Categotry Archives: Media

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Larry McCormick

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Categories: Hollywood, Media

lmccormick.jpgLarry McCormick, a veteran journalist who broke color barriers in Southern California media circles, died on Aug. 27. Cause of death was not released. He was 71.

The Kansas City, Mo., native studied theater arts and broadcasting at what is now the University of Missouri-Kansas City. He worked a short stint as a disc jockey and community relations director at KPRS-FM before relocating to Los Angeles in 1958.

McCormick’s smooth voice earned high ratings on several local radio stations, but it was his handsome face and professional demeanor that made him a charismatic presence in front of the camera. When he joined KCOP-TV in 1969, McCormick was one of the city’s first black newscasters.

He moved to KTLA-TV in 1971 and spent the next 30 years steadily working his way up the ranks from weathercaster and health/fitness reporter to news anchor. Until he took ill, McCormick co-anchored the station’s “News at Ten: Weekend Edition” and hosted the public affairs series “Making It: Minority Success Stories.” He also played a TV anchorman in dozens of movies and TV shows, including “Throw Mama From the Train,” “Naked Gun 2 1/2: The Smell of Fear,” “S.W.A.T.,” “Beverly Hills 90210,” “Angel” and “Terminator 3: Rise of the Machines.”

A former president of the Radio & Television Association of Southern California, McCormick won a local Emmy Award and the 1994 Governor’s Award. His star on the Hollywood Walk of Fame is located at 6420 Hollywood Blvd.

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David Raksin

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Categories: Education, Hollywood, Media, Musicians

draksin.jpgDavid Raksin, the Oscar-nominated composer who wrote the theme to the 1944 film “Laura,” died on Aug. 9 of heart failure. He was 92.
The Philadelphia native was raised to have an appreciation of music. His father ran a music store, conducted an orchestra at a silent movie house and occasionally served as a substitute reed player for the Philadelphia Orchestra. Raksin learned to play several instruments as a child and later attended the University of Pennsylvania. Outside of classes, he moonlighted as a jazz clarinetist and arranger.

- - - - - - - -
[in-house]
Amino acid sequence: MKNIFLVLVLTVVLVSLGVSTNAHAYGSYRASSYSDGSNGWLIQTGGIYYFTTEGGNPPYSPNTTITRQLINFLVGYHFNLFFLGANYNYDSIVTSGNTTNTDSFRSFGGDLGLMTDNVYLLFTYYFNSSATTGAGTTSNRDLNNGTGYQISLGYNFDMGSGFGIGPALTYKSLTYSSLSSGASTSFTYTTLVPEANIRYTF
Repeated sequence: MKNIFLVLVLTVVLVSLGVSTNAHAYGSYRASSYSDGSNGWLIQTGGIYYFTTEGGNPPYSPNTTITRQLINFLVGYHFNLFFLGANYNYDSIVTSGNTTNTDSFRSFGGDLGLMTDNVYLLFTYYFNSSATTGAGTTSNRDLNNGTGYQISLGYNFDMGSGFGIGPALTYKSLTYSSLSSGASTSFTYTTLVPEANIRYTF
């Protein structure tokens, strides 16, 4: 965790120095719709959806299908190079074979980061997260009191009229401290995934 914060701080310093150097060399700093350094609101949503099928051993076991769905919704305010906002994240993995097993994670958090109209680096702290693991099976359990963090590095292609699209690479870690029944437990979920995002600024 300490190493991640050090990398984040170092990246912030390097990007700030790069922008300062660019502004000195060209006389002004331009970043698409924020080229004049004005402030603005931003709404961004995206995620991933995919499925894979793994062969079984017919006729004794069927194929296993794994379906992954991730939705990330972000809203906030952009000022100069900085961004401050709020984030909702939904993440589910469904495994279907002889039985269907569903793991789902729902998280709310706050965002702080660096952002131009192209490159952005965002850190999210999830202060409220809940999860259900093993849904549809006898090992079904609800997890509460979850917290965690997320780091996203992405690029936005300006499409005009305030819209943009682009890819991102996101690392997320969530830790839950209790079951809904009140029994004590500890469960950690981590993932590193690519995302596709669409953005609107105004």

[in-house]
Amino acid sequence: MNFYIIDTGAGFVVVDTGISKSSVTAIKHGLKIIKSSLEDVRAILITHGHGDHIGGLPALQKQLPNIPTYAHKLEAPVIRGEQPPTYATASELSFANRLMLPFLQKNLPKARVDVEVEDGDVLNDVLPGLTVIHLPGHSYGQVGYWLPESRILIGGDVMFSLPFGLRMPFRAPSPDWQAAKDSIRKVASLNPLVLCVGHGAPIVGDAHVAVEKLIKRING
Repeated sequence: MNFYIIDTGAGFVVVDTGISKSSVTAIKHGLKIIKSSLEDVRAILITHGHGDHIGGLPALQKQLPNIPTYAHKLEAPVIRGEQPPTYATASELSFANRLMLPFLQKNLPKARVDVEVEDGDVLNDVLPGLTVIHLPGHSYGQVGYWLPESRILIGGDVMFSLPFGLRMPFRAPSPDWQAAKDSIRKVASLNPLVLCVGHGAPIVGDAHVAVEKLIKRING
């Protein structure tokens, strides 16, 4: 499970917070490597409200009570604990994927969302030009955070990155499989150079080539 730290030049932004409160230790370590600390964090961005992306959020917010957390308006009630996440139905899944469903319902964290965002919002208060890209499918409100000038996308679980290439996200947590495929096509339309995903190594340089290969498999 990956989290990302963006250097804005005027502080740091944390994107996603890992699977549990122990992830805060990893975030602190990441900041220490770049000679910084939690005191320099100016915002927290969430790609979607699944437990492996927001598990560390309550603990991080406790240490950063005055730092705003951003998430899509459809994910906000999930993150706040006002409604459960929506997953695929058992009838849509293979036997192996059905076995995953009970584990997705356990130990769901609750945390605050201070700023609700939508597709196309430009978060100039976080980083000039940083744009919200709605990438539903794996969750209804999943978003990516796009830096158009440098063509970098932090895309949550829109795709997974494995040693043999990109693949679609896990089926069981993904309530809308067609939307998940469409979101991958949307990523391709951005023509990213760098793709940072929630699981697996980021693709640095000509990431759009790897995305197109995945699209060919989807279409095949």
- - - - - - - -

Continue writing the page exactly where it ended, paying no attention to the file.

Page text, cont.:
Raksin moved to Hollywood in 1935 and launched what would become a six-decade career composing soundtracks for the film industry. He worked with a few temperamental directors — both Charlie Chaplin and Alfred Hitchcock fired him — and developed scores for more than 100 movies, including “The Bad and the Beautiful,” “The Secret Life of Walter Mitty,” “Father of the Bride,” “Force of Evil” and “Al Capone.” He also received two Academy Award nominations, for “Forever Amber” and “Separate Tables.”
But Raksin was best known for composing the mournful theme to “Laura.” One of the most recorded songs in history, it was inspired by a letter Raksin received from his wife asking for a divorce. Cole Porter once remarked that “Laura” was a song he wished he had written.
Raksin’s greatest challenge, however, came during the McCarthy era, when he was forced to testify before the House Un-American Activities Committee. After admitting he was a former member of the Communist party and naming 11 Communist sympathizers (all of whom were either dead or previously identified), Raksin was blacklisted for six years.
Raksin also taught film composition at the University of Southern California from 1958 to 2003, and hosted “The Subject Is Film Music” radio show on NPR. A former president of the Composers & Lyricist Guild of America, he was the first film composer invited to establish a collection of his manuscripts in the music division of the Library of Congress. In 1992, the American Society of Composers, Authors and Publishers awarded Raksin the Golden Soundtrack Award for a lifetime of achievement in film and television music.
Theme from "Laura" Download “Laura”

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Pete Dobrovitz

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Categories: Media

Pete Dobrovitz was diagnosed with kidney disease when he was six years old. He received his first cadaver kidney transplant in 1983, but the organ stopped functioning 18 months later. His second cadaver kidney lasted eight years before failing.